Andy Davies, Nigel Price, Mirko Scarcia, Saleem Rahman - Ronnie's hard bop jam ***1/2

''I was unwise with eyes unable to see:'' (Lorenz Hart). The Andy Davies rendition of Rodgers and Hart classic 1930s song 'Falling in Love With Love' a song pride of Swansea Andy often plays - confirmed Dorhamite Davies is probably deferential in …

Published: 10 Apr 2023. Updated: 12 months.

''I was unwise with eyes unable to see:'' (Lorenz Hart). The Andy Davies rendition of Rodgers and Hart classic 1930s song 'Falling in Love With Love' a song pride of Swansea Andy often plays - confirmed Dorhamite Davies is probably deferential in his head in the direction of the 1957 Kenny Dorham Jazz Contrasts version given his own low toned dexterity. But these days Davies has made the song his own in the context of the ever burgeoning London jazz club domain where he plays a lot across the Soho clubs including over at the Boulevard. Chatting to Andy stood in the middle of Frith Street speaking to marlbank and a polite member of the street choir, the local panhandling community, as our Vanorak thoughts turned to 'Blue Money' before the gig, the Welshman reminisced, his eyes lighting up without being at all performative, about playing with the great JD Allen there over at the Walker's Court spot recently. Here co-leading with Nigel Price where there's a Wes there's always a way in his noodlingly somersaulting digits but for once outclassed harmonically over on the other side of the dimly lit stand by the bass playing Cinderella who certainly went to the ball because Italian boffin of the beat Mirko Scarcia all scorchio tastefully ascended into the Oscar Pettiford altitude. When Saleem Rahman eventually arrived - had he got stuck in a tunnel somewhere? - everything felt right and Andy when he switched to flugel hit sweet spot after soft centre locating the tonal bull's eye time after time.

  • continues on Wednesday, Davies co-leading with Liam Stevens. Tickets

Tags:

Track of the week: Ballad of the Man Who Laughed, Sunnyside ****

Drawn from The Parsonage: True Tales of Love and Anarchy at 64 East 7th Street this terrific Renee Rosnes song verging on the Weill-Brecht universe - the pianist here is Dan Tepfer - is from an album studded with compositions by a range of …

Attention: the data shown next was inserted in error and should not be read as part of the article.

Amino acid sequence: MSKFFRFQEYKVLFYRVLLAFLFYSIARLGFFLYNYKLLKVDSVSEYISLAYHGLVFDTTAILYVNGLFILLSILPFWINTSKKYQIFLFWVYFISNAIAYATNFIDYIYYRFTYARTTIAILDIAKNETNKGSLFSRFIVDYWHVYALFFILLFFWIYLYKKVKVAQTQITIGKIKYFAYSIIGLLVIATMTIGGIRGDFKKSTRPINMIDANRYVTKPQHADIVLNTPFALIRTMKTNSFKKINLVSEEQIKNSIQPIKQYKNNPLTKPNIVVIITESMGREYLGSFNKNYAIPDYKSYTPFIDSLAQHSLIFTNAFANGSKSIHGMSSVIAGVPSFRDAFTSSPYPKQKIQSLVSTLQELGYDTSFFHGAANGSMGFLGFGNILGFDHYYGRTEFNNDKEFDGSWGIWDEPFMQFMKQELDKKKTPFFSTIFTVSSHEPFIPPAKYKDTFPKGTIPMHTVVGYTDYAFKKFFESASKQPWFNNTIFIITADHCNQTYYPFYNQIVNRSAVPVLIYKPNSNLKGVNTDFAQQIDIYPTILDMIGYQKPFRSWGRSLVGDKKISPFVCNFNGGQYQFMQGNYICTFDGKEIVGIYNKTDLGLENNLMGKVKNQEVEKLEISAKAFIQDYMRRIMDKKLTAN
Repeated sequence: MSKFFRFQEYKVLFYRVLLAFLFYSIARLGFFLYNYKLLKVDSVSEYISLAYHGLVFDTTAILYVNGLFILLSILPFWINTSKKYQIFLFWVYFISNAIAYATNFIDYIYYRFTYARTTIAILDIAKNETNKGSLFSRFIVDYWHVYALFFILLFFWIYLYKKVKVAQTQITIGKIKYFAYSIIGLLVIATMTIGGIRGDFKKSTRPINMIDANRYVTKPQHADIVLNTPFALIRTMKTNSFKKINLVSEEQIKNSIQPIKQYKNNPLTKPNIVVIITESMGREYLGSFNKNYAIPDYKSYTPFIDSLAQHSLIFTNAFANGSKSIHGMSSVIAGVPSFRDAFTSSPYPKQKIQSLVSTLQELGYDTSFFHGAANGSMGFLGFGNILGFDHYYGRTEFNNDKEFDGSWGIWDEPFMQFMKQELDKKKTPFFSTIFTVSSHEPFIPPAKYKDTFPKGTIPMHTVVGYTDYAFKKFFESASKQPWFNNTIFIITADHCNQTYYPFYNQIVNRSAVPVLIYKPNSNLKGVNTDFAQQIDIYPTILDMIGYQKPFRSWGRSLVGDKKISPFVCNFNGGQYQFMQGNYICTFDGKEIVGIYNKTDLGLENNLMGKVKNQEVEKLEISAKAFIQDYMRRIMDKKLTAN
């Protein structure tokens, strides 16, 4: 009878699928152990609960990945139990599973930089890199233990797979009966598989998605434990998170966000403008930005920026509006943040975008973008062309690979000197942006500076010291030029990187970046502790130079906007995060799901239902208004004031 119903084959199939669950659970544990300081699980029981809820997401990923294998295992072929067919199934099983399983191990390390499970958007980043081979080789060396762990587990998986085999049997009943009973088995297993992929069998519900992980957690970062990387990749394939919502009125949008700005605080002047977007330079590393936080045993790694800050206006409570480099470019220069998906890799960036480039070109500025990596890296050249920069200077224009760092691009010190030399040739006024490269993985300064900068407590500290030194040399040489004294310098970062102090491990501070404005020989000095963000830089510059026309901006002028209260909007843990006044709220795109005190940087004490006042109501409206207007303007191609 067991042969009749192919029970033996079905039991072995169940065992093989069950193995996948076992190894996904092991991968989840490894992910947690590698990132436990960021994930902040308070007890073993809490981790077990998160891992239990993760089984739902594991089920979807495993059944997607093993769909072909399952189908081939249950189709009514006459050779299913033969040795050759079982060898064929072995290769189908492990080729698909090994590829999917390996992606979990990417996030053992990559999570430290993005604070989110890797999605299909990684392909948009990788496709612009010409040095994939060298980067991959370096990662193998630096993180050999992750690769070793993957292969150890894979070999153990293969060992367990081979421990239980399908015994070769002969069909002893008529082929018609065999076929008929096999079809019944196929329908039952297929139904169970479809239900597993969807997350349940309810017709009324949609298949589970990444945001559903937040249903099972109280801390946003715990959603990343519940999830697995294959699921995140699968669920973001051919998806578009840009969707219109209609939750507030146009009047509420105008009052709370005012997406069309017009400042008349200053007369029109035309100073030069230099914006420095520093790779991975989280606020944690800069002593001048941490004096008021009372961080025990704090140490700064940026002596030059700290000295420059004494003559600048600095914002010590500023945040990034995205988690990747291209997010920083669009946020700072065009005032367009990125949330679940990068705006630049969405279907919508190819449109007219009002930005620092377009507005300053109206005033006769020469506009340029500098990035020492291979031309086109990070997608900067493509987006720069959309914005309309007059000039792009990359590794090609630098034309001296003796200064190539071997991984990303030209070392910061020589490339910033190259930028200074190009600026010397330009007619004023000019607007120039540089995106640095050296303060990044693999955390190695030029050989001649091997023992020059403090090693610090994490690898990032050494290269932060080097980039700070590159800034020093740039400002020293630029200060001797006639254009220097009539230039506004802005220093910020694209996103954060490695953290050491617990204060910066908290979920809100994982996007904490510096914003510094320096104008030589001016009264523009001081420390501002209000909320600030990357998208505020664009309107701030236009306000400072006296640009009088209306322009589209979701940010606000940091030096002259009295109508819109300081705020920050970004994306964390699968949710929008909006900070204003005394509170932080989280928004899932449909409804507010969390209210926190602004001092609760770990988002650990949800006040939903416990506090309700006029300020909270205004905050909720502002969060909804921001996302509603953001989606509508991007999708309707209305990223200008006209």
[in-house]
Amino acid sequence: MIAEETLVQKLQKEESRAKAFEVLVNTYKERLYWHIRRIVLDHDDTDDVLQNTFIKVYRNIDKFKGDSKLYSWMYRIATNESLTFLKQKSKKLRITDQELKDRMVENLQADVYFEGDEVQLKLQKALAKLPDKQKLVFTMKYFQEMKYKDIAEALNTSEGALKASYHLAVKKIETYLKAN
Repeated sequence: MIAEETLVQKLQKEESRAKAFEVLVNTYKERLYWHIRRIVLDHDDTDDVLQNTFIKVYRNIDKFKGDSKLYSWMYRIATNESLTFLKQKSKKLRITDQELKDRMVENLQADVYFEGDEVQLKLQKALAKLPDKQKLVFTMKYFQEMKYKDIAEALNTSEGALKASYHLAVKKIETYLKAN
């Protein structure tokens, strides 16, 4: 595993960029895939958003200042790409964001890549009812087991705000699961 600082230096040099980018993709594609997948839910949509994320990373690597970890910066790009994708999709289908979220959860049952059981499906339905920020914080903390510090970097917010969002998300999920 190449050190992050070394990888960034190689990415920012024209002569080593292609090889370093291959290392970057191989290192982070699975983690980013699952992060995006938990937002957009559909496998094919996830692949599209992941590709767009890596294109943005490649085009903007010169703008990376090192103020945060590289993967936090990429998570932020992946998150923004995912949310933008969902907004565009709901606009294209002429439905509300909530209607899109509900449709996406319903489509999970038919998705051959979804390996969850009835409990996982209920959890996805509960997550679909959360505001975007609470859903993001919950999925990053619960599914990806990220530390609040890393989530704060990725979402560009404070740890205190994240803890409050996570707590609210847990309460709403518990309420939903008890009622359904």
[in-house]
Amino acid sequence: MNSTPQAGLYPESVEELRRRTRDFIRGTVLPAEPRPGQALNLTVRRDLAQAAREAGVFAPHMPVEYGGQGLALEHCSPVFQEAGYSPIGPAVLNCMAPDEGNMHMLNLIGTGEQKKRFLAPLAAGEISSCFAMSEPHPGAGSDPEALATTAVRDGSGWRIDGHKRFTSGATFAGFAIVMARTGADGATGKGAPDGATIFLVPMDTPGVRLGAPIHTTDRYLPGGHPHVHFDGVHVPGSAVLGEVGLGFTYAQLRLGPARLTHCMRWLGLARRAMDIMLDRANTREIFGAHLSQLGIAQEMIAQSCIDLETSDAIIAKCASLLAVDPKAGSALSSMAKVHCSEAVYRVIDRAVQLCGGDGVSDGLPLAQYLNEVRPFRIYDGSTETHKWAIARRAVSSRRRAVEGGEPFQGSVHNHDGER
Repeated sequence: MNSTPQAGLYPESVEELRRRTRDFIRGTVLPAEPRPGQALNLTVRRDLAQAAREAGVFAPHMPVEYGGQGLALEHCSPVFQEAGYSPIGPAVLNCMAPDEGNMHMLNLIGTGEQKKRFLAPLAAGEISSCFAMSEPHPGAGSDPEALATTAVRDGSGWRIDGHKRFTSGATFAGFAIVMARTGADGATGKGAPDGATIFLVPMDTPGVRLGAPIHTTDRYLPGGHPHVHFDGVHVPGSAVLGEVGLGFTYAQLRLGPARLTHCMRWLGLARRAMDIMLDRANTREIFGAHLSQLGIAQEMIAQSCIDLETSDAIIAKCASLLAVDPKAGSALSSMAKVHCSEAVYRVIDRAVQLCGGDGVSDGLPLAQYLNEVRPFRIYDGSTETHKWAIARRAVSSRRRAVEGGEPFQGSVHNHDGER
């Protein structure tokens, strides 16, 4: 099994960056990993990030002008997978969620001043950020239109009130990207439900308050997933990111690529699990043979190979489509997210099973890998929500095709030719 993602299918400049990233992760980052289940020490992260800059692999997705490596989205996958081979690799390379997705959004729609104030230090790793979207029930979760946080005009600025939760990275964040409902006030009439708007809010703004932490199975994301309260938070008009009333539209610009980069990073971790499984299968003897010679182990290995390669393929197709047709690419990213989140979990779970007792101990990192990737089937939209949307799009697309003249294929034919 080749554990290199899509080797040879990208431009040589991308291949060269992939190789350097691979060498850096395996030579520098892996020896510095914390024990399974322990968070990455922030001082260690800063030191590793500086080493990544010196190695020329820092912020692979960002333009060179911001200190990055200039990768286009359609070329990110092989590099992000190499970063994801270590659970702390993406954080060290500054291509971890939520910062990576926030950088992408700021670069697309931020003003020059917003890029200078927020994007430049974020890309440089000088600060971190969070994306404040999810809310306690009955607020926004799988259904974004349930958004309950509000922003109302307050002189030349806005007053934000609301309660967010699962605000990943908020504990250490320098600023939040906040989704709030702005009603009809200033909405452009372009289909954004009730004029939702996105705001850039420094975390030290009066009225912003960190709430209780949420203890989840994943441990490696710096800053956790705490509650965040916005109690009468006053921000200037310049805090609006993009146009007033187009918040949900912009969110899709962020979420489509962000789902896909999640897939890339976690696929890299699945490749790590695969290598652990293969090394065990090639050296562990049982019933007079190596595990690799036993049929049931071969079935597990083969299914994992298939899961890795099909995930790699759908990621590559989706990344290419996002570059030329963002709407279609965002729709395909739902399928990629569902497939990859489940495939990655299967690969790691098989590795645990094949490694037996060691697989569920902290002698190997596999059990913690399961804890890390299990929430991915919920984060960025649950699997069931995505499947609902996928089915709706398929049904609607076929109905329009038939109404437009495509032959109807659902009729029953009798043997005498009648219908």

Published: 10 Apr 2023. Updated: 12 months.

Next post

Drawn from The Parsonage: True Tales of Love and Anarchy at 64 East 7th Street this terrific Renee Rosnes song verging on the Weill-Brecht universe - the pianist here is Dan Tepfer - is from an album studded with compositions by a range of luminaries who also include Theo Bleckmann, Regina Carter and Darcy James Argue. Singers on our track of the week which is a revolutionist tinged Wall Street satire are Theo Bleckmann and Alicia Olatuja - the lyrics by the great, revisionist, groundbreaking, Billy Strayhorn biographer David Hajdu. There's a fabulously longing cello line from Erik Friedlander.

A concept album that revolves around a building in the East Village of Manhattan, at 64 East 7th Street, that Hajdu explains was home to New York's first macrobiotic restaurant and where remarkably Yoko Ono once waitressed and threw happenings, pieces centre on 8 key events in the building's life.

''I thought that the story of this building would make a great subject for a song cycle, with the music for each song written by a different composer. I wrote a libretto for eight songs, and brought it to eight contemporary composers I admired, and the project started coming together,'' Hajdu tells Columbia News, a journal of New York city's Columbia University, where he teaches journalism.

David Hajdu, top left, Theo Bleckmann, Alicia Olatuja, Dan Tepfer. Photo: Christopher Drukker/Columbia